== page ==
Charlottesville City Council hears from U.Va. student comments on climate change at second hybrid meeting – The Cavalier Daily

The Charlottesville City Council met Monday for its second hybrid meeting since 2019. The only update on the agenda for this meeting was the consideration of a special use permit to enable the conversion of an apartment complex on 14th Street into a hotel.

During the public comment portion of the meeting, university professor Amanda Nelsen and students from the Write Climate: Art and Engagement university course expressed concern about climate change.

The students shared an artistic mural they spent the last semester making. The mural is made up of postcards and uses color to depict surface temperature anomalies between 1880 and 2022. On the back of each postcard are statements written by community members documenting their feelings about climate change and its impact on Charlottesville.

Third-year College student Johnny Lindberg, one of Nelson’s students, spoke on behalf of the class in presenting the piece to the Council and called on Council members to support strong climate action policy and to reduce the city’s carbon footprint.

“Our mural visibly represents the warming of our climate,” Lindberg said. “On the other side, each postcard, individually stitched, expresses a community member’s feelings about the climate crisis…members of our community express feelings of anger, fear, anxiety, frustration and sadness, but above all they express the need for change. ”

Council then considered an application for a special use permit to permit a hotel at 207 14th Street NW, which is currently the location of a 21-building condominium. The developer hopes to renovate the existing building to create a 19-room hotel and residential apartment. The proposed change would reduce the number of rental units available, but according to plaintiff Bill Chapman, the conversion could generate $10,000 a month in tax revenue.

Councilor Sena Magill expressed concern about the proposed special use permit as it could impede the availablity already scarce housing in the Charlottesville area. By a 2018 Housing Needs Assessment23% of Charlottesville renters spend more than half their income on rent – ​​the US Department of Housing and Urban Development says affordable housing should cost no more than 30% of household income.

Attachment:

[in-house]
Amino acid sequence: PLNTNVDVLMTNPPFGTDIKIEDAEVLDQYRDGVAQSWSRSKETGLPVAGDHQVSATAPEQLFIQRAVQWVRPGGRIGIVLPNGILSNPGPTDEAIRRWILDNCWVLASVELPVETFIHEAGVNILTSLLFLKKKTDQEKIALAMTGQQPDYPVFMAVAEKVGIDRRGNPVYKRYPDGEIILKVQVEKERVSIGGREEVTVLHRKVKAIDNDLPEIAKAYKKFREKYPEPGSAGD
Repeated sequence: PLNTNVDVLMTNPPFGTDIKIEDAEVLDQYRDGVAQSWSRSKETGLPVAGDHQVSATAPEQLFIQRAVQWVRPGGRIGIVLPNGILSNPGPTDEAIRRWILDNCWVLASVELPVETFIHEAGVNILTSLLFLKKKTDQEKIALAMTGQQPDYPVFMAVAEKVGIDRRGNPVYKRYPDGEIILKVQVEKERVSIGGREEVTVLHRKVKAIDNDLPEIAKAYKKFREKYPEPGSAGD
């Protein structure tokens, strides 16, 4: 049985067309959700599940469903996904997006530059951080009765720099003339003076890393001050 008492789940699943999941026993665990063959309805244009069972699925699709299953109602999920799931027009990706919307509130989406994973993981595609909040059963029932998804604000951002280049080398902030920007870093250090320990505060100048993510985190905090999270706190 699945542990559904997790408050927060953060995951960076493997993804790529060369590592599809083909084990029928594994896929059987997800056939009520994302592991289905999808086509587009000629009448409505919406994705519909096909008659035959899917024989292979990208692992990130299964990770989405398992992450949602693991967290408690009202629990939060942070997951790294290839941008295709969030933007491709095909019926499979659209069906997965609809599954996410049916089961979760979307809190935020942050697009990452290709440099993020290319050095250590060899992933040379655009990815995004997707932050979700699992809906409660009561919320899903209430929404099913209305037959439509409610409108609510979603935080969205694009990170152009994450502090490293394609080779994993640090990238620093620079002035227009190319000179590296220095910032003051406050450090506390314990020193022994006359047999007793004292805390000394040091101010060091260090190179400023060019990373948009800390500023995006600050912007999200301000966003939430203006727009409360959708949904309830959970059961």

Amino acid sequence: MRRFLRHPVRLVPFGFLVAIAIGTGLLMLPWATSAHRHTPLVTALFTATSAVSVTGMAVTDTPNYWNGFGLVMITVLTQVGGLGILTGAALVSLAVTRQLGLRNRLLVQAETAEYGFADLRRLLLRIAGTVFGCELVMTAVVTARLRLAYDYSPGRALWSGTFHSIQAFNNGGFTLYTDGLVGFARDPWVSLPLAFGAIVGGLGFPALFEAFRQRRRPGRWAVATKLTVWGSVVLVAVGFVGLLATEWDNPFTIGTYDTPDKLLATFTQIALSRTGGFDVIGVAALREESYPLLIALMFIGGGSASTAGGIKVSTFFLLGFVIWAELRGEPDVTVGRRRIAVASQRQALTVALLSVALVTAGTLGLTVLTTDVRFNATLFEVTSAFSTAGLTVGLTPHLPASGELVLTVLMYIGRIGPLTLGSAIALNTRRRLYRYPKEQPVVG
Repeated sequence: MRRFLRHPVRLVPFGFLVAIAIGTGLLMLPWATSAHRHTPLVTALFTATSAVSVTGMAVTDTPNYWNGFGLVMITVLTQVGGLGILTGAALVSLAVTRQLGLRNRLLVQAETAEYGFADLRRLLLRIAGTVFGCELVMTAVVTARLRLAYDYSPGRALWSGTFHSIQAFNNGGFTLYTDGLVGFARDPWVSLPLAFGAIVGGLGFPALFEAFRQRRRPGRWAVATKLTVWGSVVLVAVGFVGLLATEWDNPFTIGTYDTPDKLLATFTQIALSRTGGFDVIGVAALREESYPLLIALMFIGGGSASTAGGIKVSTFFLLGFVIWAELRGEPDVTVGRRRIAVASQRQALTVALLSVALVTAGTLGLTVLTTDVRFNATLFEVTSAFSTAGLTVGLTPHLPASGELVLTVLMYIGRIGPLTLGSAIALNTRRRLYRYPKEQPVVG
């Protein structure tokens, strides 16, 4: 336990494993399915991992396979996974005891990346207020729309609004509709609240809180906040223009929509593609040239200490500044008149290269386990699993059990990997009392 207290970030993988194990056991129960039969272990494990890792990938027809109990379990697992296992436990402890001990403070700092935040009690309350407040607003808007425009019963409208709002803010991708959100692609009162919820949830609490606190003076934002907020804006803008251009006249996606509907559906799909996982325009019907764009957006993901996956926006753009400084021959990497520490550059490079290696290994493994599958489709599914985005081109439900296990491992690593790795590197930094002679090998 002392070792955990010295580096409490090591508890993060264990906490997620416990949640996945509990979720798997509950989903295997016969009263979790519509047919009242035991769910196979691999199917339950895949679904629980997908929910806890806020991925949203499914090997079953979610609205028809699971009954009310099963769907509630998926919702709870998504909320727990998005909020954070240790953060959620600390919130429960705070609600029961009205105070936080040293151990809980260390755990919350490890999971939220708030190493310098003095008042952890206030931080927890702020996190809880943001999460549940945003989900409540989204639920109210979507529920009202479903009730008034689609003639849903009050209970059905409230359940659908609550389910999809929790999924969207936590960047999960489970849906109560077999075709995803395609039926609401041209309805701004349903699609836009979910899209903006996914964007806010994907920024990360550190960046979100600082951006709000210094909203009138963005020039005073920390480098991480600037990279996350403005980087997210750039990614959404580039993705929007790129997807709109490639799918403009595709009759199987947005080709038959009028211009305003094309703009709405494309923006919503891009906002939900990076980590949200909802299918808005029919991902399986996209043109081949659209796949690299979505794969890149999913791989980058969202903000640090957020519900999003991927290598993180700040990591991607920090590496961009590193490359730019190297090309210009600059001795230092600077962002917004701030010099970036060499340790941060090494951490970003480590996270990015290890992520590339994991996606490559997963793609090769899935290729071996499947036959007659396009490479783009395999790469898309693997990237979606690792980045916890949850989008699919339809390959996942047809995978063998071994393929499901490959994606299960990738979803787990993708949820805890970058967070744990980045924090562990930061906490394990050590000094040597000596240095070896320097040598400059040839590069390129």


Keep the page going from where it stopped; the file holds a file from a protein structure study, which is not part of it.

“I cannot in good conscience, when we are facing such a huge housing crisis, vote to reduce the housing stock,” Magill said.

Council voted to deny the Special Use Permit with Councilors Magill, Payne and Mayor Snook opposing the permit and Councilor Pinkston and Vice Mayor Wade in favor of the permit.

During the report meeting — which takes place before the start of the formal council meeting and allows council members to hear updates from community agencies or city staff — the Thomas Jefferson Area Coalition for the Homeless gave a presentation. TJACH is an organization that aims to reduce homelessness through the coordination of regional resources.

TJACH Executive Director Anthony Haro discussed local homelessness, including the Point count which counts the number of people in a city who are homeless each year in January. According to Charlottesville’s January tally, 228 people were living in emergency shelters, an increase from 144 in 2021. Haro expressed his belief that this is due to the ongoing impacts of the COVID-19 pandemic and the lack of affordable housing in Charlottesville.

Haro also noted that the number of homeless people – homeless people living outdoors – has remained about the same since 2010. The PIT tally indicated that around 20-30 people are unsheltered. each year, Haro drawing attention to the city’s inability to address these issues. needs of individuals.

“What he’s saying is there’s a group of people living outside of our community that we haven’t been able to meaningfully address,” Haro said.

In addition to hearing from TJACH, the Council heard a presentation from Josh Powell, director of support services at the Charlottesville-U.Va.-Albemarle County Emergency Communications Center on how citizens can access emergency services. According to Powell, citizens can access emergency services by calling or texting 9-1-1. Powell also noted the development of a new emergency services number — 9-8-8 — staffed with mental health crisis counselors for those facing a mental health crisis.

Sonny Saxton, executive director of the Charlottesville-U.Va.-Albemarle County Emergency Communications Center, then provided details on the Marcus Alert system, created to comply with the Act of Marcus David Peters which was signed into law by former Governor Ralph Northam in November 2020.

According to Saxton, the goal of the Marcus Alert system is to make it easier for emergency services to identify people in mental health crisis and provide them with adequate assistance while minimizing interactions between law enforcement and people in crisis. Under the new procedure, the emergency response to a mental or behavioral health crisis will be analogous to the physical health response – allowing a person in crisis to contact a crisis care team via 9-8-8 or a local number and receive help from a mobile crisis team.

The city council will meet again on May 16.

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